The health and fitness apps encourage goal-setting and can help you on track on a daily basis. Data captured by the watch is automatically synced with iOS 8’s health and fitness apps, providing long-term tracking and charting as well as access for other related apps.
Another feature of the Apple Watch is something called “Digital Touch.” This allows you to have one-on-one conversations with friends, sending haptic touches by tapping on the screen, real-time doodles, or even sending your heartbeat. Okay, that’s just plain weird. Apple is calling this a revolutionary new way to communicate, though it seems a little gimmicky to me. Who knows. I probably thought email and text messaging was gimmicky once.
Beyond the built-in apps, the Apple Watch will support 3rd-party apps, and Apple will soon be providing their WatchKit SDK to developers to start building apps. Examples of 3rd-party apps shown so far include BMW’s electric car charging status app, which also offers GPS directions back to your car, as well as a Honeywell app for setting your home climate control system remotely.
While Apple hasn’t said anything about battery life, they did recognize that people will want to wear the watch all day long, and are offering an easy charging method, which combines a quick MagSafe-style connector with wireless charging. This should make lazy bedside charging stupid simple.
Apple will be offering its watch in a number of different configurations, including the Apple Watch, which has a stainless steel case, the Apple Watch Sport, with a lightweight anodized aluminum case, and the Apple Watch Edition, a schmancy 18-karat gold model. There’s no word yet on water or shock resistance, but I can’t imagine that Apple hasn’t given this some thought.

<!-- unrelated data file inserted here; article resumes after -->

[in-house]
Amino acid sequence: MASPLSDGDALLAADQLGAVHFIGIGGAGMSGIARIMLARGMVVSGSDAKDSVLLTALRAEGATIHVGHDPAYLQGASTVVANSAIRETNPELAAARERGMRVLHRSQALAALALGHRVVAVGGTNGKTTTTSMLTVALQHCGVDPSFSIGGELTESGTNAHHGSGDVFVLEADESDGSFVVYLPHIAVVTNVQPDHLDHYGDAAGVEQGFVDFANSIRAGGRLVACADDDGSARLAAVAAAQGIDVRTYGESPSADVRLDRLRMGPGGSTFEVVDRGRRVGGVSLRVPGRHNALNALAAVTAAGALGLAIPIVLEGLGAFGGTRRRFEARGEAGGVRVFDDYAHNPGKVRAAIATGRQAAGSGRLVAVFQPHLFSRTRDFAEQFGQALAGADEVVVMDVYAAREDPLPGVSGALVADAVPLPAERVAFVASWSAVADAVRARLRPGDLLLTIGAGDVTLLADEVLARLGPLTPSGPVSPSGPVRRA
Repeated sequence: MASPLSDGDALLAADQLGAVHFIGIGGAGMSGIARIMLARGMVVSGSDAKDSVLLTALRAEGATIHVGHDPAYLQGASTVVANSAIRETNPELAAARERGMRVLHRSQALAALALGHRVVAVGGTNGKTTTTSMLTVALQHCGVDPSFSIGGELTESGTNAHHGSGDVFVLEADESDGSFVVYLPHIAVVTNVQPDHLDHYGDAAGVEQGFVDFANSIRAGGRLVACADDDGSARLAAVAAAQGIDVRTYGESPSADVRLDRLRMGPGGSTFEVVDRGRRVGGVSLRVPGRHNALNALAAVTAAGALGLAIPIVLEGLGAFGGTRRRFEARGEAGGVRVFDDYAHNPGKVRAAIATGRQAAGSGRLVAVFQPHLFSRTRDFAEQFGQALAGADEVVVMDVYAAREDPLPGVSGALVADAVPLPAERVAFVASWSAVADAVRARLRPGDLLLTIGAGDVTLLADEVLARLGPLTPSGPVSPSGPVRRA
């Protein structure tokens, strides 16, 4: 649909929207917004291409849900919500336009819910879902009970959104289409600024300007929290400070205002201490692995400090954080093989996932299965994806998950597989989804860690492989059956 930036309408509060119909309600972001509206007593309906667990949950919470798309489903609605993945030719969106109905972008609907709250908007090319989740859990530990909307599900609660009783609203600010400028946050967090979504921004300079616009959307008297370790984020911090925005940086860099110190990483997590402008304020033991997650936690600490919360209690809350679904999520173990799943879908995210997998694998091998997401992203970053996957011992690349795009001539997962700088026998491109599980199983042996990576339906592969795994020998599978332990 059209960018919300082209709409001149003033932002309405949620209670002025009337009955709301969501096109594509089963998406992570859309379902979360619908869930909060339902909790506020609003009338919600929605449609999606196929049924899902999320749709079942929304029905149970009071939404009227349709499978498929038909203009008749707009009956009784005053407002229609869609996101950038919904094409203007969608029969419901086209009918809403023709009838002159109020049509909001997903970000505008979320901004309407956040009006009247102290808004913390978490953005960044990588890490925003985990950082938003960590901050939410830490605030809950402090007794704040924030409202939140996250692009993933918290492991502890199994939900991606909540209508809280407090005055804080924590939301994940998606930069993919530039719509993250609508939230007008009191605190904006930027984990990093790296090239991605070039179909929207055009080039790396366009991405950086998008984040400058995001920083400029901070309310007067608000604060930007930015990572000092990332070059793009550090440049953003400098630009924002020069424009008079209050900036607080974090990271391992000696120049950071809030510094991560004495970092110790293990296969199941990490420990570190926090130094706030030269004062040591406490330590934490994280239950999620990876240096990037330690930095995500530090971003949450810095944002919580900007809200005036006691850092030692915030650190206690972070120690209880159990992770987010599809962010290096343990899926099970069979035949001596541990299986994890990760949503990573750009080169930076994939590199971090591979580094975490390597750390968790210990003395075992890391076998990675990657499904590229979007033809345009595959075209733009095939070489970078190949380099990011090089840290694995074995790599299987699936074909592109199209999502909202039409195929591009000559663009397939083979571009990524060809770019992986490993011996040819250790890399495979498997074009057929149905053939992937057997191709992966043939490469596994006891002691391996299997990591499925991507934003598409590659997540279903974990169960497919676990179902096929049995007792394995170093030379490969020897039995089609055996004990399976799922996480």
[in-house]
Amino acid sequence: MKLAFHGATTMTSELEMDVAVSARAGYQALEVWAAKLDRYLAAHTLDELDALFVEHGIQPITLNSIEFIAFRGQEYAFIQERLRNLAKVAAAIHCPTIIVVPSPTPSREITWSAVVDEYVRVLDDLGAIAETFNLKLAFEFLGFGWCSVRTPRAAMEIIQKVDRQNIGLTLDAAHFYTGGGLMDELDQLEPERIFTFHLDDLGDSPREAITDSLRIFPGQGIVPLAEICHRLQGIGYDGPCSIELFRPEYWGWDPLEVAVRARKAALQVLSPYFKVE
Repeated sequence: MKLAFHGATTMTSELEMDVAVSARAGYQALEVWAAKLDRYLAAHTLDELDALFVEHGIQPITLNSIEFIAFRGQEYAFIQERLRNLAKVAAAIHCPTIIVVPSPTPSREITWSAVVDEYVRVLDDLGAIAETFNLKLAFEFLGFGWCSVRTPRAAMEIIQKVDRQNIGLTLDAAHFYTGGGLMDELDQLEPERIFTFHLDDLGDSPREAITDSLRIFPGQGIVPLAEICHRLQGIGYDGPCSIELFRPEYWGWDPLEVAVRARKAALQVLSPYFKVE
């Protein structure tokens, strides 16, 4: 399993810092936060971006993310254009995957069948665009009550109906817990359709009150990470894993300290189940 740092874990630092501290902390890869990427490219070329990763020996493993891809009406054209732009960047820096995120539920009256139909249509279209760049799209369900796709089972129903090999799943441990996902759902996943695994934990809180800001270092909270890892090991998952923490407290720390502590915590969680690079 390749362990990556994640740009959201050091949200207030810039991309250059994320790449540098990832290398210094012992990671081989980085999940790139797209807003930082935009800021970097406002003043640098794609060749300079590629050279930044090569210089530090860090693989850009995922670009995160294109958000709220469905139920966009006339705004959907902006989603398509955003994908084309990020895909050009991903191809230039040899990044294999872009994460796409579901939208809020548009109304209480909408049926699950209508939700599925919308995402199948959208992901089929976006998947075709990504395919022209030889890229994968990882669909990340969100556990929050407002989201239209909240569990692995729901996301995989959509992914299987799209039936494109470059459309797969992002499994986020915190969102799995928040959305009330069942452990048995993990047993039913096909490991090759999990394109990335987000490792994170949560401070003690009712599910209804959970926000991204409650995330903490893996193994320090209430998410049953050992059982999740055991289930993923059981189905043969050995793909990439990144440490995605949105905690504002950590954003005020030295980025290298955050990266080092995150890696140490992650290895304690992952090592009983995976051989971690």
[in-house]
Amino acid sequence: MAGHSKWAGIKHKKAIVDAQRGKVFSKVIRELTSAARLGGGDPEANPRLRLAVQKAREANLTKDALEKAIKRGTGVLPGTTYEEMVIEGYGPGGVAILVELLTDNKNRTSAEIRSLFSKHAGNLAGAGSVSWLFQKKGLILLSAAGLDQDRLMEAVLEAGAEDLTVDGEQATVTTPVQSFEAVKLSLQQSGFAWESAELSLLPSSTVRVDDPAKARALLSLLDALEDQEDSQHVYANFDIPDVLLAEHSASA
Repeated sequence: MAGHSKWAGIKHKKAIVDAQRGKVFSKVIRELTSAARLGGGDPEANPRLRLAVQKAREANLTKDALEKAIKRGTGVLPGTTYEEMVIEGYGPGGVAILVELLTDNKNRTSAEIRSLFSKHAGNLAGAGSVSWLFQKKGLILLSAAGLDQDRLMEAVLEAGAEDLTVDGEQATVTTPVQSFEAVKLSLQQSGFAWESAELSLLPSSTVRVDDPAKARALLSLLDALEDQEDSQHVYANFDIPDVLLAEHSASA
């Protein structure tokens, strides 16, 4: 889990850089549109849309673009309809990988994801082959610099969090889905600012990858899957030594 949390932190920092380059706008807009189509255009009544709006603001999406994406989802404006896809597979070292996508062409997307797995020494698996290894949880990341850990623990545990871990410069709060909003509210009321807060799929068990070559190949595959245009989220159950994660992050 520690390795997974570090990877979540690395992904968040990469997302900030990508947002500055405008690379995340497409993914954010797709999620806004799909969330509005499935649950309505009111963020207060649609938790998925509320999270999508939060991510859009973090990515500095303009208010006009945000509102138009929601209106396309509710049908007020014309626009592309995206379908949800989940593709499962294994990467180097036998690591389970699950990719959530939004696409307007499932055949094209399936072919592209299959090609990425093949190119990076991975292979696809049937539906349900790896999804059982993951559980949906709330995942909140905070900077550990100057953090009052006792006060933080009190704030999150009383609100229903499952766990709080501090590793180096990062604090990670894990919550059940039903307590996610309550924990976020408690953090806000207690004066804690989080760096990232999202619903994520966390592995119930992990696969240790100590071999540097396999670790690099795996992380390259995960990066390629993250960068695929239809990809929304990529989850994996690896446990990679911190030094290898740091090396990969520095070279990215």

You’ll be able to choose from 38mm or 42mm case size. There will also be a wide variety of bands available, including a durable sport band, a modern leather loop band, traditional look leather and stainless steel link bands, as well as a stainless steel mesh band. The more contemporary bands use a magnetic closure, which not only looks cool, but provides easy adjustability. Personally, the design below is my favorite:
One thing to keep in mind is that Apple says the Apple Watch will require the use of an iPhone 5 or later. It’s unclear if your iPhone must be in proximity at all times, or if some features will continue to work if your iPhone isn’t close by. Apple hasn’t revealed full pricing or release date details on the Apple Watch line as of yet, but says that prices will “start at $349″ and the watch will be available in “Early 2015.”
Apple Incorporated will be utilizing NFC and tokenization technology for its iPhones and iWatches. Apple has always taken a keen interest in tokenization as a method of payment.There are even patents...
What is the iWatch all about? It’s a little about being a wearable device, time teller, sci-fi and magic. Perhaps we are getting ahead of ourselves here, but since we are into the home stretch and the iPhone 6 will be soon announced. It’s only fitting that we feature this beauty envisioned by Benjamin Schuster.
For a gadget that tells time, the exact release of Apple’s rumored iWatch are still a mystery! Until then, get your fanboy fix with this concept by Francisco Costa, because it’s probably not far off from the real thing. The designer has not only mastered the Cupertino company’s signature minimalistic style but also the ingenious marketing that goes along with it. So, for a sneak peak at the clever commercials to come and a really good guess at the iWatch hit the jump! You’ll do a double-take to make sure it’s not the real deal!